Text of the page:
Download a pdf handout of this page.


In 2008, Ecological Strategies worked with 5 Twin Cities metropolitan counties (Hennepin, Carver, Dakota, Scott and Washington) and the MN Dept of Natural Resources to give planners and communities a tool for informing decisions about locations of ecological restoration opportunities and what restoration should happen there. The RePP Model, a GIS-based tool, identifies potential restoration sites and: 1) prioritizes these based on an explicit set of criteria and 2) uses statistical analysis of environmental variables associated with high quality natural areas to help identify target communities for potential restoration sites. The RePP Model uses GIS datasets including Minnesota Land Cover Classification (MLCCS), soils, topography, and other spatial data. The model was initially developed and applied in two smaller project areas and refined for this larger application.


One of the primary goals of natural resources preservation is to protect, buffer and connect existing natural areas. In most cases, buffering and connectivity will be achieved only by restoring natural communities in areas where they have been eliminated. However, it is difficult to determine which lands best serve these functions, especially when working over large areas. To help address this issue we created a GIS-based tool to identify high priority restoration sites.


Identify Restorable Sites

Potential Restorable sites (RPs) were all MLCCS polygons that were not native plant communities, or were unsuitable for restoration because of high levels of impervious or disturbance.

Prioritize Criteria

Prioritization Criteria were developed to rank RPs based on a literature review and the input of local experts. The ranks were designed to be flexible so that the ranking criteria can be weighted differently, depending on the specific goals of the government agency or community.

Restoration sites prioritized image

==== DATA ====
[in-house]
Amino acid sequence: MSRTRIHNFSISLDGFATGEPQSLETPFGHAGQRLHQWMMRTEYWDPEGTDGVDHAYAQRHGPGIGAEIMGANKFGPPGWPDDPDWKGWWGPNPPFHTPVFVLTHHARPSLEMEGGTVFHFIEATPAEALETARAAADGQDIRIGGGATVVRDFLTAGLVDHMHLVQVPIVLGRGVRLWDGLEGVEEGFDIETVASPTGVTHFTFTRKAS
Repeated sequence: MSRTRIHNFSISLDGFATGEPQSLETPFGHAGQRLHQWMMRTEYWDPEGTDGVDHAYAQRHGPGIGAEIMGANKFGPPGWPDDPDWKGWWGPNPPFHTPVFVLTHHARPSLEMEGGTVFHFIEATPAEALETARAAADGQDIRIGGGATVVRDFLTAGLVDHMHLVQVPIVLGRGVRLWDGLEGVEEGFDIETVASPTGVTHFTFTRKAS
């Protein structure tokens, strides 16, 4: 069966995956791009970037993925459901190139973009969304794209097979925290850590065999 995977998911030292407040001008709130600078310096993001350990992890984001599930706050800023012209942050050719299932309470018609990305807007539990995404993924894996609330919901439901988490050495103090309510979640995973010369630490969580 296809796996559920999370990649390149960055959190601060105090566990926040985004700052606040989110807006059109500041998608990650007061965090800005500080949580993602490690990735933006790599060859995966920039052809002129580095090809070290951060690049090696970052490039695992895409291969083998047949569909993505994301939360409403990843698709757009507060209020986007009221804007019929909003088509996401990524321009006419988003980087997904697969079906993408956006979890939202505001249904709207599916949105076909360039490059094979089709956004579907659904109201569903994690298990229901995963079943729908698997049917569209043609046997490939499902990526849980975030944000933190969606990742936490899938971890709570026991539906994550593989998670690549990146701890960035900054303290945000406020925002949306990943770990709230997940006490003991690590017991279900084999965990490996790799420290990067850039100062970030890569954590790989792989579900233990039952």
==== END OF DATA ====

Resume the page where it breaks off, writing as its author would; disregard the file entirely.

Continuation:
Prediction Analysis

MLCCS, slope, aspect and soil features associated with existing high quality natural communities are analyzed statistically to identify potential restoration sites in the project area. These analyses are then applied to predict target communities for restoration on restorable sites.


The primary product of the application of the tool is a GIS-based database and shapefile (or map) identifying restoration sites and their priority rankings.  Where the statistical analysis allows, the tool also provides guidance on what plant community should be restored.  The RePP Model was developed for the following counties: Hennepin, Carver, Dakota, Scott and Washington. 

This project was funded by the Minnesota Environment and Natural Resources Trust Fund, as recommended by the Legislative-Citizen Commission on Minnesota Resources

Related Publications and Reports

The RePP shapefile and June 2008 workshop handout are available at:

Lane, C., G. Noe, R. Seifert and C. Carr.  2003.  Model to predict restoration sites for maple-basswood forest.  Report to the Minnesota Department of Natural Resources.

Lane, Cynthia, Bart Richardson, Esra Ozdenerol and Greg Noe. 2002. Predicting natural community types for landscape scale restoration. Summary report to the Big Rivers Partnership, Saint Paul, MN.


Carolyn Carr, Ecological Strategies, LLC

Dave Thill, Hennepin County Env. Services

Bart Richardson, MN DNR